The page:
Until April 1990, work at the Shelter was carried out by the Integrated Expedition — 290 people, involving 180 people from the Pripyat NPO construction and installation department, employees of research and production institutes, military personnel and personnel of the Civil Defense of the USSR Ministry of Defense, who provided decontamination of premises – 280 people per day.
However, the pace of work in 1989-1990 markedly decreased. This was mainly due to inadequate funding, as a result of which individual civil defense units and military builders left the site.
Along with work at the 4th power unit, enormous efforts of the military were made in carrying out a comprehensive program for the conservation of the engine room. Initially, it was planned to attract about 20,372 people for this work, whom they expected to receive radiation at 50 rem / year, with an annual maximum allowable rate of 10 rem.
The option of preserving the engine room without destroying building structures and removing the roof was chosen to avoid attracting such a huge number of people. The implementation of these works was assigned to the Comprehensive Expedition of the Institute of Atomic Energy.
In the course of work under conditions of high levels of radiation pollution of the environment, questions of normalizing its permissible limit for humans were extremely important. Science claims that the human body is not capable of sensing ionizing radiation.
However, as participants in the events write, the one who happened to visit the fields of more than 50 x-rays per hour is unlikely to forget the tension in the whole body, unnaturally aggravated sensations and slight ringing in the ears. In addition, there was indeed a lot of iodine in the air in the early days of the accident, as evidenced by the dark red spots that formed on the green surface of the P-2 army respirators.
Radiation exposure of the military – the limit or lawlessness?
The information accumulated in connection with the participation of military personnel in the liquidation of the accident allowed us to resolve the issue, which was the subject of discussion at the initial stage, namely, the establishment of the maximum permissible dose of radiation to the participants in the work.
So, the chief hygienist of the Ministry of Defense believed that it was necessary to set a limit of 25 rem, and the head of the chemical forces of the Ministry of Defense, Colonel General V. Pikalov, who spent quite a lot of time in the zone, considered it possible to establish this border, 50 rem, as suggested by the Wartime Rules.
However, the statistical data obtained as a result of irradiating children from 122 mobile detachments of chemical troops, who conducted radiation reconnaissance at the Chernobyl nuclear power plant twice a day from April 27, proved the chief hygienist of the Moscow Region to be right. Having received radiation from 25 to 72 rem, they were all hospitalized due to deterioration in their general physical condition and poor blood count.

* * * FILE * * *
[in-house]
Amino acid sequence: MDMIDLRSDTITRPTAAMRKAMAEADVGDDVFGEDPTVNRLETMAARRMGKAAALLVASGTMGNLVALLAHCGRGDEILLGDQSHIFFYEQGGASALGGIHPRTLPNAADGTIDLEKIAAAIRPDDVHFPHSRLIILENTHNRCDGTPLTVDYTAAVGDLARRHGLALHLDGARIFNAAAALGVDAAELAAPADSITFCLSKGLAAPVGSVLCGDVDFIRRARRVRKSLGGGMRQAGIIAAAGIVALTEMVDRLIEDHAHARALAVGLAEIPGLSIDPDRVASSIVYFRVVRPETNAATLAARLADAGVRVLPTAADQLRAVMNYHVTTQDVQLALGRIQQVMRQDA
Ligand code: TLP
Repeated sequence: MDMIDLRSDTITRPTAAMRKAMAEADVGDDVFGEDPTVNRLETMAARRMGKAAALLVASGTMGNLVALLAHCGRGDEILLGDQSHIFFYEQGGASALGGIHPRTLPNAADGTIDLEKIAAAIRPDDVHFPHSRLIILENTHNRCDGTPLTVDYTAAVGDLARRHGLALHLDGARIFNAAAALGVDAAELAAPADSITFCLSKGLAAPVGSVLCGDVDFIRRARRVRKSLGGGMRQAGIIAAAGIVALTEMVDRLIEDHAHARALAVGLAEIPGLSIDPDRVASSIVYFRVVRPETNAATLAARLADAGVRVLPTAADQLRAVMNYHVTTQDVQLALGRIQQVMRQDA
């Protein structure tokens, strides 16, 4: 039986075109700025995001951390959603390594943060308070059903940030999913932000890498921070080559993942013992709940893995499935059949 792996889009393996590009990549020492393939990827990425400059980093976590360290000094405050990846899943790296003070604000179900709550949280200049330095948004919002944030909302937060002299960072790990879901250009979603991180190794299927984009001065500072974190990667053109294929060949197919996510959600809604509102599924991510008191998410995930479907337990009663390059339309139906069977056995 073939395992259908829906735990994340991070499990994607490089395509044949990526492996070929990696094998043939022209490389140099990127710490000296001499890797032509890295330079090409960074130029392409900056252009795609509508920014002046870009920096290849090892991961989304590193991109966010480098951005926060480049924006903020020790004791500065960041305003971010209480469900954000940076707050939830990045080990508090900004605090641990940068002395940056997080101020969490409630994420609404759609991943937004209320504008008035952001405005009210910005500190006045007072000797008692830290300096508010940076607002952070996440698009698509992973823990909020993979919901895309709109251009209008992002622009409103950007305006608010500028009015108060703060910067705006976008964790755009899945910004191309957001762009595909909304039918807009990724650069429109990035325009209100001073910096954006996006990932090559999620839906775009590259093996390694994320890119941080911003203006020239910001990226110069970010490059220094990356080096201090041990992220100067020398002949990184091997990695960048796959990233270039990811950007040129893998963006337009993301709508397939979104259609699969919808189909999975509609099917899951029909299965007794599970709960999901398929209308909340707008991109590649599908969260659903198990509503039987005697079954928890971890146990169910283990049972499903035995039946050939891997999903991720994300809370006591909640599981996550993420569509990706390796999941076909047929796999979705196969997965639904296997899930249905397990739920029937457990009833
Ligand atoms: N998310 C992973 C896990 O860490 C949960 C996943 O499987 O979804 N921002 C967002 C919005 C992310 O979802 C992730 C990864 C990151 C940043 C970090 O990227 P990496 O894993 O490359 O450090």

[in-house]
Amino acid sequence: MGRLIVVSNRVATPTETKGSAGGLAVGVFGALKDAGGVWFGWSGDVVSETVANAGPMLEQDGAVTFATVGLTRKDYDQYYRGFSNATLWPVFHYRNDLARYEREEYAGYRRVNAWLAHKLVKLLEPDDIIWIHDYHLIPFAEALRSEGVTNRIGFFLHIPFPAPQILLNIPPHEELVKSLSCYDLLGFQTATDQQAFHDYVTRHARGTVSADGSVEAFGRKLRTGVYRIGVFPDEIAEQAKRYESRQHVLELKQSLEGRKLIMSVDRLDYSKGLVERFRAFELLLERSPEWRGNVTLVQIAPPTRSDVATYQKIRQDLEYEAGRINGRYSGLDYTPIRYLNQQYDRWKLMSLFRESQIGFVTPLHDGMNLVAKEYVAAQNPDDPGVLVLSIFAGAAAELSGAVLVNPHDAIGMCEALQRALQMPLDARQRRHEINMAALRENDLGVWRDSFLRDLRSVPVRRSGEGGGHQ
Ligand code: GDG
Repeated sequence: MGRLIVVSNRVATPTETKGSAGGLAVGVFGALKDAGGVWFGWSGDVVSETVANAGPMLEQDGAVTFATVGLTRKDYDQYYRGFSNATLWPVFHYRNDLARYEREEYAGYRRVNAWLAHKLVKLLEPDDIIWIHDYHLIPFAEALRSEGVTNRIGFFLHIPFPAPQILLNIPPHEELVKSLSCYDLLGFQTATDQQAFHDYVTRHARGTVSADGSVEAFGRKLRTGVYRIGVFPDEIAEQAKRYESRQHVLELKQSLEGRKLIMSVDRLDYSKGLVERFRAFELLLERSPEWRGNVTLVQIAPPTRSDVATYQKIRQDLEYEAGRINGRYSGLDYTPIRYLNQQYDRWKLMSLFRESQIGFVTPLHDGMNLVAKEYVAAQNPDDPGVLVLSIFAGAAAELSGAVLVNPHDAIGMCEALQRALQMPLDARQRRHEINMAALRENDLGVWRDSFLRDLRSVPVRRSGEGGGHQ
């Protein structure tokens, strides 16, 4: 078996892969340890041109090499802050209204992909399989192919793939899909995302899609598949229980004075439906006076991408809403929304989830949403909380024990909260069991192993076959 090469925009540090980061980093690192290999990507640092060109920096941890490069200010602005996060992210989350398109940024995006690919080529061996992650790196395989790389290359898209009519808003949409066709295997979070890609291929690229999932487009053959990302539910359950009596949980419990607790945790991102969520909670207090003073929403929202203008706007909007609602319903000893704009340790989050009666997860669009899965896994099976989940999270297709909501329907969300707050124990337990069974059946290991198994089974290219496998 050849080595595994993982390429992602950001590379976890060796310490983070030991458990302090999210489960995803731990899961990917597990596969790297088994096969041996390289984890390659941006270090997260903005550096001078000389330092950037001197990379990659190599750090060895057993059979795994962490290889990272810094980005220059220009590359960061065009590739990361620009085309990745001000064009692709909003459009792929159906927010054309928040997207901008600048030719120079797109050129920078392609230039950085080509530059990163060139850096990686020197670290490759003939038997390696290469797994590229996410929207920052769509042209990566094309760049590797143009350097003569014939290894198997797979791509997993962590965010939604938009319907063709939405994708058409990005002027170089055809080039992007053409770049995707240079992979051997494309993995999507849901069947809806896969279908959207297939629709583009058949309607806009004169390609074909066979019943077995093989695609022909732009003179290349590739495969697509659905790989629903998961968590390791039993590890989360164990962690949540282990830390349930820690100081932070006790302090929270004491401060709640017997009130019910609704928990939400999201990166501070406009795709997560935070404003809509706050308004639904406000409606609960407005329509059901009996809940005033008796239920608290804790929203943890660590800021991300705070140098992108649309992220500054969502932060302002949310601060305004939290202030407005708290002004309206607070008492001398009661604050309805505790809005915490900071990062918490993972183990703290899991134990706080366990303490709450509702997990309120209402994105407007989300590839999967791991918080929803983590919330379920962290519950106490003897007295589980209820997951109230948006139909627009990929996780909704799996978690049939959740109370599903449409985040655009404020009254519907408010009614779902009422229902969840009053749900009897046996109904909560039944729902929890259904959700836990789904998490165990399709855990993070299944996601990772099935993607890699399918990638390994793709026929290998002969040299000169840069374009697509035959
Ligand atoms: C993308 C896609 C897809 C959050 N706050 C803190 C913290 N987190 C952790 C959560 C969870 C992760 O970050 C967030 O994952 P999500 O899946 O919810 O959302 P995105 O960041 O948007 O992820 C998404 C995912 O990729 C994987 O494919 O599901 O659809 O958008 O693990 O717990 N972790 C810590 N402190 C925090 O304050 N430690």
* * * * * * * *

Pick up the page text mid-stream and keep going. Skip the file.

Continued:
And only on May 21, 1986, by order of the Minister of Defense of the USSR № 110, the maximum permissible dose of radiation exposure was set at 25 rem for all military personnel involved in minimizing the consequences of the Chernobyl accident. Subsequently, this norm decreased: it amounted to 10 rem in 1987, and 5 rem in subsequent years.
But, despite the efforts aimed at ensuring the radiation safety of the military personnel involved in minimizing the consequences of the accident, the number of people exposed was very significant. By the end of 1986 alone, 66,752 people had been irradiated through the USSR Ministry of Defense alone, among whom more than 4,200 received a dose of more than 25-50 x-rays.
It is possible that the number of exposed persons and the consequences for their health might not be so significant if the “Temporary sanitary safety requirements for the liquidation of the consequences of the Chernobyl accident” would appear more quickly.
This document, agreed with the necessary ministries and departments, was submitted for execution only three months after the start of active operations in the zone. These requirements provided, in particular, that the total maximum permissible dose of external exposure was set to 25 x-rays for the duration of the work for each employee, and the maximum daily dose was not more than 1 x-ray.
Although, certain exceptions were nevertheless provided. Moreover, according to the immediate liquidators, this document, having depicted an ideal model illustrating the health function in those extreme conditions, in many respects, remained just a good normative document, but very far from reality.